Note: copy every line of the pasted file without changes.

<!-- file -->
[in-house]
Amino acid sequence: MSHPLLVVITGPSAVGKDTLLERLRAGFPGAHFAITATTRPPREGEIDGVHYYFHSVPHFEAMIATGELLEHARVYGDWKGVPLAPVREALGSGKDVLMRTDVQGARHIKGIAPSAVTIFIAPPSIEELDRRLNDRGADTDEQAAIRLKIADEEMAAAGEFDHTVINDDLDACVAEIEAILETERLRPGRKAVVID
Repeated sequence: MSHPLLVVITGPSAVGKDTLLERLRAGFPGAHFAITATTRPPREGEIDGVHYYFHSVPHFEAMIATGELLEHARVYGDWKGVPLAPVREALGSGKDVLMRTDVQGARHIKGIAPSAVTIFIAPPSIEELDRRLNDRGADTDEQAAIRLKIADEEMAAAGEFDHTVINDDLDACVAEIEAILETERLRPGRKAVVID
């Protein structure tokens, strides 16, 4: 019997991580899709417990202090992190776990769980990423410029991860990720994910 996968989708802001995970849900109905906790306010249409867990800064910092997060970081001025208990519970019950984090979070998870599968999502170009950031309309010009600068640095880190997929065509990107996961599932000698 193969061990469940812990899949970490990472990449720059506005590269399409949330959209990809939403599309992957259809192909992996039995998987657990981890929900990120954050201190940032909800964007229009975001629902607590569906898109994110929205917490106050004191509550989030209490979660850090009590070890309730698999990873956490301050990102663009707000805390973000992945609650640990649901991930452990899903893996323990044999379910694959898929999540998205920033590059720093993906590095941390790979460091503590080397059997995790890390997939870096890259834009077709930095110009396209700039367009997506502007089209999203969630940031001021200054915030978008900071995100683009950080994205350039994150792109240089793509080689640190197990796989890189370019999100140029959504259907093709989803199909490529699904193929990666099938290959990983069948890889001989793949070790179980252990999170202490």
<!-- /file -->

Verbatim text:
[in-house]
Amino acid sequence: MSHPLLVVITGPSAVGKDTLLERLRAGFPGAHFAITATTRPPREGEIDGVHYYFHSVPHFEAMIATGELLEHARVYGDWKGVPLAPVREALGSGKDVLMRTDVQGARHIKGIAPSAVTIFIAPPSIEELDRRLNDRGADTDEQAAIRLKIADEEMAAAGEFDHTVINDDLDACVAEIEAILETERLRPGRKAVVID
Repeated sequence: MSHPLLVVITGPSAVGKDTLLERLRAGFPGAHFAITATTRPPREGEIDGVHYYFHSVPHFEAMIATGELLEHARVYGDWKGVPLAPVREALGSGKDVLMRTDVQGARHIKGIAPSAVTIFIAPPSIEELDRRLNDRGADTDEQAAIRLKIADEEMAAAGEFDHTVINDDLDACVAEIEAILETERLRPGRKAVVID
């Protein structure tokens, strides 16, 4: 019997991580899709417990202090992190776990769980990423410029991860990720994910 996968989708802001995970849900109905906790306010249409867990800064910092997060970081001025208990519970019950984090979070998870599968999502170009950031309309010009600068640095880190997929065509990107996961599932000698 193969061990469940812990899949970490990472990449720059506005590269399409949330959209990809939403599309992957259809192909992996039995998987657990981890929900990120954050201190940032909800964007229009975001629902607590569906898109994110929205917490106050004191509550989030209490979660850090009590070890309730698999990873956490301050990102663009707000805390973000992945609650640990649901991930452990899903893996323990044999379910694959898929999540998205920033590059720093993906590095941390790979460091503590080397059997995790890390997939870096890259834009077709930095110009396209700039367009997506502007089209999203969630940031001021200054915030978008900071995100683009950080994205350039994150792109240089793509080689640190197990796989890189370019999100140029959504259907093709989803199909490529699904193929990666099938290959990983069948890889001989793949070790179980252990999170202490």